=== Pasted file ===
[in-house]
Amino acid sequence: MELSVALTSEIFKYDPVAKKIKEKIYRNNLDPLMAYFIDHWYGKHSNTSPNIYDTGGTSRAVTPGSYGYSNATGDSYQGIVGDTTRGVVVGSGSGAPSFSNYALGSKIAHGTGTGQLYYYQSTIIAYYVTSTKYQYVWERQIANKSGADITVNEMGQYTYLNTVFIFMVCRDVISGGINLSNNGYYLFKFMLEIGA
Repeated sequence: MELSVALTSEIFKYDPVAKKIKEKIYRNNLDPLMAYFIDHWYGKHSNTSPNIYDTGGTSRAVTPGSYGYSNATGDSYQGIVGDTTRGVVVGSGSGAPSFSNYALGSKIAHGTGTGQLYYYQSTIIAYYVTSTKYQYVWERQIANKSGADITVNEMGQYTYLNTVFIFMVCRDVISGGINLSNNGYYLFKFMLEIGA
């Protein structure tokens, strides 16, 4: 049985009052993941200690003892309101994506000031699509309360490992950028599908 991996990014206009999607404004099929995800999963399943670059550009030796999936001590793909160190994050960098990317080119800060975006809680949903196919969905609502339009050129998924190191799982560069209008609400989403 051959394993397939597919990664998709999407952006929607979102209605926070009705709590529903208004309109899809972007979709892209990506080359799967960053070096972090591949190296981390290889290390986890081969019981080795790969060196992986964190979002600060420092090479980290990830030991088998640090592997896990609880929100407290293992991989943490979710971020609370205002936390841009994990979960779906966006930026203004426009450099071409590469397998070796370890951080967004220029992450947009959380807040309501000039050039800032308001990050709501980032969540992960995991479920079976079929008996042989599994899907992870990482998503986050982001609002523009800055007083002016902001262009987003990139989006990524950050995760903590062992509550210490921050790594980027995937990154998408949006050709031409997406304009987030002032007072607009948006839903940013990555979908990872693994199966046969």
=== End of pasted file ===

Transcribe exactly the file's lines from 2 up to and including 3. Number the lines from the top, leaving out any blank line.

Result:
Amino acid sequence: MELSVALTSEIFKYDPVAKKIKEKIYRNNLDPLMAYFIDHWYGKHSNTSPNIYDTGGTSRAVTPGSYGYSNATGDSYQGIVGDTTRGVVVGSGSGAPSFSNYALGSKIAHGTGTGQLYYYQSTIIAYYVTSTKYQYVWERQIANKSGADITVNEMGQYTYLNTVFIFMVCRDVISGGINLSNNGYYLFKFMLEIGA
Repeated sequence: MELSVALTSEIFKYDPVAKKIKEKIYRNNLDPLMAYFIDHWYGKHSNTSPNIYDTGGTSRAVTPGSYGYSNATGDSYQGIVGDTTRGVVVGSGSGAPSFSNYALGSKIAHGTGTGQLYYYQSTIIAYYVTSTKYQYVWERQIANKSGADITVNEMGQYTYLNTVFIFMVCRDVISGGINLSNNGYYLFKFMLEIGA